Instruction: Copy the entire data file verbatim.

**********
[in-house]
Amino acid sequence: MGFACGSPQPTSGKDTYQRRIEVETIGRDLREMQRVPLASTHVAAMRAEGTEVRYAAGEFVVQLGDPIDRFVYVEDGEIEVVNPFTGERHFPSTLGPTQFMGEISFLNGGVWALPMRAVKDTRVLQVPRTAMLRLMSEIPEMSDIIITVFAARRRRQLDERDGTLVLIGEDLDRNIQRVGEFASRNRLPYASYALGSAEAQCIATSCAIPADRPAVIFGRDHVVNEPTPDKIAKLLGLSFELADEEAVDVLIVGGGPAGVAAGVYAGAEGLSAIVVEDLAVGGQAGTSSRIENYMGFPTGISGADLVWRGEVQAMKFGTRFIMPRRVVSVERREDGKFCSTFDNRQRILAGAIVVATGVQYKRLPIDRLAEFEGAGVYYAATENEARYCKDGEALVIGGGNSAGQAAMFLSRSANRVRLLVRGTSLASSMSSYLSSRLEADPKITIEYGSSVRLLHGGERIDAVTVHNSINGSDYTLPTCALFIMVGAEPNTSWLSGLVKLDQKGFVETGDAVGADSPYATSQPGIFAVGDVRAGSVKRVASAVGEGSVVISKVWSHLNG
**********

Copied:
[in-house]
Amino acid sequence: MGFACGSPQPTSGKDTYQRRIEVETIGRDLREMQRVPLASTHVAAMRAEGTEVRYAAGEFVVQLGDPIDRFVYVEDGEIEVVNPFTGERHFPSTLGPTQFMGEISFLNGGVWALPMRAVKDTRVLQVPRTAMLRLMSEIPEMSDIIITVFAARRRRQLDERDGTLVLIGEDLDRNIQRVGEFASRNRLPYASYALGSAEAQCIATSCAIPADRPAVIFGRDHVVNEPTPDKIAKLLGLSFELADEEAVDVLIVGGGPAGVAAGVYAGAEGLSAIVVEDLAVGGQAGTSSRIENYMGFPTGISGADLVWRGEVQAMKFGTRFIMPRRVVSVERREDGKFCSTFDNRQRILAGAIVVATGVQYKRLPIDRLAEFEGAGVYYAATENEARYCKDGEALVIGGGNSAGQAAMFLSRSANRVRLLVRGTSLASSMSSYLSSRLEADPKITIEYGSSVRLLHGGERIDAVTVHNSINGSDYTLPTCALFIMVGAEPNTSWLSGLVKLDQKGFVETGDAVGADSPYATSQPGIFAVGDVRAGSVKRVASAVGEGSVVISKVWSHLNG